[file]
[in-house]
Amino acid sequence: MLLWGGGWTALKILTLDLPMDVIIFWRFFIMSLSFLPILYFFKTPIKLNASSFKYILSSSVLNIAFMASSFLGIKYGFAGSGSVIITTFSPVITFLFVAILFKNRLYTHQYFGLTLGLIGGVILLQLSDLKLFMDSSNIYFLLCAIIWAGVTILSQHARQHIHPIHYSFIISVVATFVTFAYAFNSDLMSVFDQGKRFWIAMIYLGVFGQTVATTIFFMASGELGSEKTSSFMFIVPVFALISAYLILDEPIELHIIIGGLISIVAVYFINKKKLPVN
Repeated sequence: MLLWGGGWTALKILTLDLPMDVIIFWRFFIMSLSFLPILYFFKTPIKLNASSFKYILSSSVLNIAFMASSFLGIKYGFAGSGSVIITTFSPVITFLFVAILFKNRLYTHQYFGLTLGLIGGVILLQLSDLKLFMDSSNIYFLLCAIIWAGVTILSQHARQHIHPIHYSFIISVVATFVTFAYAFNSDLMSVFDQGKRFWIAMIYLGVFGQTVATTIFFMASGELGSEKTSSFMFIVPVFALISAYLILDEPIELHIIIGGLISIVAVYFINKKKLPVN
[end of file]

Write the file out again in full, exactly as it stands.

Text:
[in-house]
Amino acid sequence: MLLWGGGWTALKILTLDLPMDVIIFWRFFIMSLSFLPILYFFKTPIKLNASSFKYILSSSVLNIAFMASSFLGIKYGFAGSGSVIITTFSPVITFLFVAILFKNRLYTHQYFGLTLGLIGGVILLQLSDLKLFMDSSNIYFLLCAIIWAGVTILSQHARQHIHPIHYSFIISVVATFVTFAYAFNSDLMSVFDQGKRFWIAMIYLGVFGQTVATTIFFMASGELGSEKTSSFMFIVPVFALISAYLILDEPIELHIIIGGLISIVAVYFINKKKLPVN
Repeated sequence: MLLWGGGWTALKILTLDLPMDVIIFWRFFIMSLSFLPILYFFKTPIKLNASSFKYILSSSVLNIAFMASSFLGIKYGFAGSGSVIITTFSPVITFLFVAILFKNRLYTHQYFGLTLGLIGGVILLQLSDLKLFMDSSNIYFLLCAIIWAGVTILSQHARQHIHPIHYSFIISVVATFVTFAYAFNSDLMSVFDQGKRFWIAMIYLGVFGQTVATTIFFMASGELGSEKTSSFMFIVPVFALISAYLILDEPIELHIIIGGLISIVAVYFINKKKLPVN